The Wheelhouse Digest today turns to family matters as we recover from a recent overdose of political craziness. Two brothers from Connecticut visited WNPR to talk about a unique book of photographs to be released on October 30. And Newtown resident Jimmy Greene talked with The New York Times about grieving for the loss of his daughter by continuing his work as a musician. That and more below.

Chion Wolf/Official Artist Photograph

"Two names you never thought you would ever hear in the same sentence: hip-hop artist André 3000 and NPR's Frank Tavares," said the latter. He's been the voice of NPR for more than three decades. But Frank Tavares is wrapping up his tenure later this year. Not sure exactly who I'm talking about?

Chion Wolf

If you listen to public radio, you know Frank Tavares. Colin McEnroe called him NPR’s Yoda, but you probably best know him as the voice of NPR.  He’s wrapping up his tenure as the voice that says, “This is NPR” after funding credits.  

Coming up, we'll air the premiere of a new investigative reporting program called Reveal. It's from the Center for Investigative Reporting and PRX. In the pilot episode:

Chion Wolf
Chion Wolf / WNPR

In the 2012 election, Latino voters accounted for ten percent of all voters nationwide - a large margin, which will only increase as the Latino population does. Between now and 2030, 40 million Hispanics will be eligible to vote.

Chion Wolf

Ivor Hugh went on the air with WCCC in 1947, when the station lived in the Bond Hotel. Radio was king. There was a grand piano in his studio, and every big star who played Hartford stayed at the Bond and dropped in on his show.

That meant that Hugh, who died in his sleep last night at the age of 86, shared the mic with Frank Sinatra, Rosemary Clooney, Nat King Cole, and Eugene Ormandy.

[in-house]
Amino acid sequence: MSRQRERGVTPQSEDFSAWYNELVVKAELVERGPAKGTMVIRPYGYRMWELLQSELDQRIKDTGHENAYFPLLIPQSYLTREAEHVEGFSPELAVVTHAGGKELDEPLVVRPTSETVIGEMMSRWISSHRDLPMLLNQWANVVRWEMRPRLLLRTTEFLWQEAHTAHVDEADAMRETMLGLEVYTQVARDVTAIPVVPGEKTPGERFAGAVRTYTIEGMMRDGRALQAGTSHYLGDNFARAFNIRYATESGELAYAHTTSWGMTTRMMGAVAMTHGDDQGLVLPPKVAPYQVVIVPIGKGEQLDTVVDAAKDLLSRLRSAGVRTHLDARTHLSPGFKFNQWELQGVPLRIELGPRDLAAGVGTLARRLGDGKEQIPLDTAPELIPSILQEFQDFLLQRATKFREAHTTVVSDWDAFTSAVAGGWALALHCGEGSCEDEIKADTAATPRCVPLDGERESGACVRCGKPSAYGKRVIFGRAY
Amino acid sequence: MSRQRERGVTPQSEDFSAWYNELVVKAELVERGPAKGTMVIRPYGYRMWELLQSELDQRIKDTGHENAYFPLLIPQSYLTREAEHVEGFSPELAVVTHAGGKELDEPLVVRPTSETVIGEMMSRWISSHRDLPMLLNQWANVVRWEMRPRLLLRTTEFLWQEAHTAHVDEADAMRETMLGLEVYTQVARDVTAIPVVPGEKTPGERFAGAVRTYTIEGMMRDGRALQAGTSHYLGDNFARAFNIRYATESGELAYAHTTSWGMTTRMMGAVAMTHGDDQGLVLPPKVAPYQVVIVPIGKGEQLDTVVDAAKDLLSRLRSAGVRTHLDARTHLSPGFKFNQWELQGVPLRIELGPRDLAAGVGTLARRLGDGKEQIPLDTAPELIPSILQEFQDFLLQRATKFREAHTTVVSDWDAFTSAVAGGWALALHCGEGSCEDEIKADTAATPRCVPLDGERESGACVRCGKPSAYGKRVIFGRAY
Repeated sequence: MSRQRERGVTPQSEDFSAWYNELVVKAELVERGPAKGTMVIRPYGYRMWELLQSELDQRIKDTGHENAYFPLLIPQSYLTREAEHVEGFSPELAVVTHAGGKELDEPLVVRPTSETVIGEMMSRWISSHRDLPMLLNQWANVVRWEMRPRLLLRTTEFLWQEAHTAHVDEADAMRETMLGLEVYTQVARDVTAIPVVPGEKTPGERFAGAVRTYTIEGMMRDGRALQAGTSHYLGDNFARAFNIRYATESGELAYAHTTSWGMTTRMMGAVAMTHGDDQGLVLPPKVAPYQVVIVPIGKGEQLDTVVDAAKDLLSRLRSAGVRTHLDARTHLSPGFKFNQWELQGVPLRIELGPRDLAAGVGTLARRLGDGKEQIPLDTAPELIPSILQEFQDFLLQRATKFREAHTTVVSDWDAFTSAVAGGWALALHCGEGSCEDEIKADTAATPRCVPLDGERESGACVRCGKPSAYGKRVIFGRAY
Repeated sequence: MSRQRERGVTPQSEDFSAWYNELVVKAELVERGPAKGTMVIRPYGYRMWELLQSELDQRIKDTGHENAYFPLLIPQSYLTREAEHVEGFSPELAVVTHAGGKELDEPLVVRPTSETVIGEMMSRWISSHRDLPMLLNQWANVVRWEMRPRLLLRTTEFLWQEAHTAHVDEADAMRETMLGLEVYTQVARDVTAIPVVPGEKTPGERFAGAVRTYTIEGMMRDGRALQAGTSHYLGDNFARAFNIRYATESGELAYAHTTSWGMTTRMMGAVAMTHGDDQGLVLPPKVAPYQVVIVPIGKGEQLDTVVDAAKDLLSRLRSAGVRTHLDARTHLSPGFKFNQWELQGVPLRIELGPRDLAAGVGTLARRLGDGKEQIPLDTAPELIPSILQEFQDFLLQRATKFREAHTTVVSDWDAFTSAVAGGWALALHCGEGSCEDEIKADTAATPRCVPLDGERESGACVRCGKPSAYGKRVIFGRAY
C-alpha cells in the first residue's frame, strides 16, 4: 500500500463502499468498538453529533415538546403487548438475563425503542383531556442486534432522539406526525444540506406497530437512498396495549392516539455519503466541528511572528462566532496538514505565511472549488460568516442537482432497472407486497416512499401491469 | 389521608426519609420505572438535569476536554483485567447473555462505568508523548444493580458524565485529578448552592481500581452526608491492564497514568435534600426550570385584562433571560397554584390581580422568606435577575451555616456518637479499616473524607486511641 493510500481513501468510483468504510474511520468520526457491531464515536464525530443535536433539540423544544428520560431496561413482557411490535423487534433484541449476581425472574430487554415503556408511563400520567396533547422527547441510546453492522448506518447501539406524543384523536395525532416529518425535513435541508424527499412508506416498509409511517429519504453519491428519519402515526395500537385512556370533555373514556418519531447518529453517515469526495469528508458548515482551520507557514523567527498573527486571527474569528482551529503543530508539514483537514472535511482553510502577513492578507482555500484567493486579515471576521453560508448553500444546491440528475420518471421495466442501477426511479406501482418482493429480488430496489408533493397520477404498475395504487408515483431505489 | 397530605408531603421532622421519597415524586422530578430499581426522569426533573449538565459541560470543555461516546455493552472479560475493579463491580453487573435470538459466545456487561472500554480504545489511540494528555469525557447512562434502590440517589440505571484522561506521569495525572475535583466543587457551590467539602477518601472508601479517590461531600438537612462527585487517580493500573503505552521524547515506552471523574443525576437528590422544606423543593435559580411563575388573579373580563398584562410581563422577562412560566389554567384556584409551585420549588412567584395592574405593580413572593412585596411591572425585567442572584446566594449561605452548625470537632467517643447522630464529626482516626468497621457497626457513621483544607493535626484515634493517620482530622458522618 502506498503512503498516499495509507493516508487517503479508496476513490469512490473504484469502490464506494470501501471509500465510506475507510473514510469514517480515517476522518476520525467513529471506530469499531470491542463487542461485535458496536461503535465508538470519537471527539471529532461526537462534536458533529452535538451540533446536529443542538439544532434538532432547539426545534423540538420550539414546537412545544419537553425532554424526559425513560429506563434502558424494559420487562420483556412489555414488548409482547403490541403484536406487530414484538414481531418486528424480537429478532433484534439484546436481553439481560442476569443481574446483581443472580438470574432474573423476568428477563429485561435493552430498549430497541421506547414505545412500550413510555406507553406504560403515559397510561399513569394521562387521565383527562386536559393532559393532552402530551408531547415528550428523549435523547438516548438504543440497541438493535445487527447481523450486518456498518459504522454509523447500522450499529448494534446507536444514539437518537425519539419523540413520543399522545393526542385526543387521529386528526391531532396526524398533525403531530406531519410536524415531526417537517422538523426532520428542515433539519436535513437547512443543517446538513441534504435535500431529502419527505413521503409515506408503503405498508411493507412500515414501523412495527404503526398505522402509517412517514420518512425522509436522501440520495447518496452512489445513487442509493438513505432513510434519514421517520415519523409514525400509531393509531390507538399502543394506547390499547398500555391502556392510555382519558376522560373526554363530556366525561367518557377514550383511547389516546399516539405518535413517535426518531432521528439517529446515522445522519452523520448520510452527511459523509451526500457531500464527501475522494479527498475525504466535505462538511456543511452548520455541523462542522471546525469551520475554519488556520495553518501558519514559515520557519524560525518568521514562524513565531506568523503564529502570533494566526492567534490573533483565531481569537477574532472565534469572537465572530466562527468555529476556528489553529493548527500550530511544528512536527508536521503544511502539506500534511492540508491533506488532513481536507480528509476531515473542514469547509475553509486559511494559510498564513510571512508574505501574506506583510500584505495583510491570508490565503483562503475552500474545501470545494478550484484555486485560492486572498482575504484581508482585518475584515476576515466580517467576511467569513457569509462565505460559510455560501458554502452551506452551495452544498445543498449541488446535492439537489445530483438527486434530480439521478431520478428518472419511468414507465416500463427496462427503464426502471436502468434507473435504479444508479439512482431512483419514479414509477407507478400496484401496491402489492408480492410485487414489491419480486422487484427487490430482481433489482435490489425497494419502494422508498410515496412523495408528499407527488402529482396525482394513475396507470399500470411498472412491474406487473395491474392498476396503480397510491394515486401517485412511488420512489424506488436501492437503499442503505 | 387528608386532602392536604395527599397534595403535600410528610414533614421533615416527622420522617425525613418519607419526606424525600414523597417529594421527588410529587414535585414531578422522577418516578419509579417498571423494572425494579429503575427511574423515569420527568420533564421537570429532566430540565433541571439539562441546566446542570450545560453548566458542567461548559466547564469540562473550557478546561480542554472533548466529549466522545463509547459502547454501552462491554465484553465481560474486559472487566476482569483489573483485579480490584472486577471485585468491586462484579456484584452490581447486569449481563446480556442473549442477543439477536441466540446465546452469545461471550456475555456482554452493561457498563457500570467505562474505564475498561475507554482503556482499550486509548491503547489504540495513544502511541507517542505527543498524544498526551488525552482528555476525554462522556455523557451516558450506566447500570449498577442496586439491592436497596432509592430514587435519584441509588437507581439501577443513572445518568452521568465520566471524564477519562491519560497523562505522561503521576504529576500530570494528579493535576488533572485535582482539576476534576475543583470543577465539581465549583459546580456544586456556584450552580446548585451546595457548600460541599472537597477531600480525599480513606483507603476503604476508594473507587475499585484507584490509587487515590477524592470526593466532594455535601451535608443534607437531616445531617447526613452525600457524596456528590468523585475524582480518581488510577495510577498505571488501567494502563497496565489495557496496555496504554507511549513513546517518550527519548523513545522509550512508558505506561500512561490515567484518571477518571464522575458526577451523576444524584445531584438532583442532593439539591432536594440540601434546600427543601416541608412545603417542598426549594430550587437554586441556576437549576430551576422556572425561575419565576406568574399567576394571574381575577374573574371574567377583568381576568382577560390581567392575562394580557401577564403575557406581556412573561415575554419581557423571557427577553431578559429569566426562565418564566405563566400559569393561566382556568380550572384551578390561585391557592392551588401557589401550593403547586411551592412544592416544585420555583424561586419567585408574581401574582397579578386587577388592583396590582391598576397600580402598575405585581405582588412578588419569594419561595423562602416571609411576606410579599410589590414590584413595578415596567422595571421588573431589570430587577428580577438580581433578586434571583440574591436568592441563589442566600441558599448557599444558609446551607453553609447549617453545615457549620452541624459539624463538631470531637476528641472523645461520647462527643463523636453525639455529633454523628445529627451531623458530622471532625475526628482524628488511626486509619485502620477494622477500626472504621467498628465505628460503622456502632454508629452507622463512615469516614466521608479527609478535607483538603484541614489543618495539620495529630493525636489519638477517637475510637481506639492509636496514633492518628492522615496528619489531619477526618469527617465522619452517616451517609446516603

Saying that the goal is to balance its budget in fiscal year 2015, NPR announced late Friday morning that it will soon offer "a voluntary buyout plan across the organization that reduces staffing levels by approximately 10 percent."

NPR CEO Jumps to National Geographic

Aug 19, 2013

Oh, Gary Knell, we hardly knew ye. It seems like just yesterday (April 2012) we were meeting him on Where We Live. He was talking about radio "not going away" but "going everywhere." 

NicRad on Flickr Creative Commons

Today’s show features two loosely-related interviews. Billy Collins is probably the most popular poet in the United States and this summer he’s guest curating and guest voicing The Writer’s Almanac, a popular Garrison Keillor radio segment which showcases one poem every day and then looks back-- usually because of birthdays—at creators of the past.

Chion Wolf

Let me tell you, in the bluntest possible manner, why we're doing a show with Ivor Hugh today.

Last year, I had the idea of doing a show that would have been a gathering of some of the voices from the era when radio was king. One of the names in my head was Ivor's. The other one was my friend and former colleague Arnold Dean. Arnold started in radio within a year of  Ivor; and, like almost everybody doing radio in the 1950s, both men then dabbled in the early days of television, because the early tv talent was radio talent.

Chion Wolf

Let me tell you, in the bluntest possible manner, why we're doing a show with Ivor Hugh today.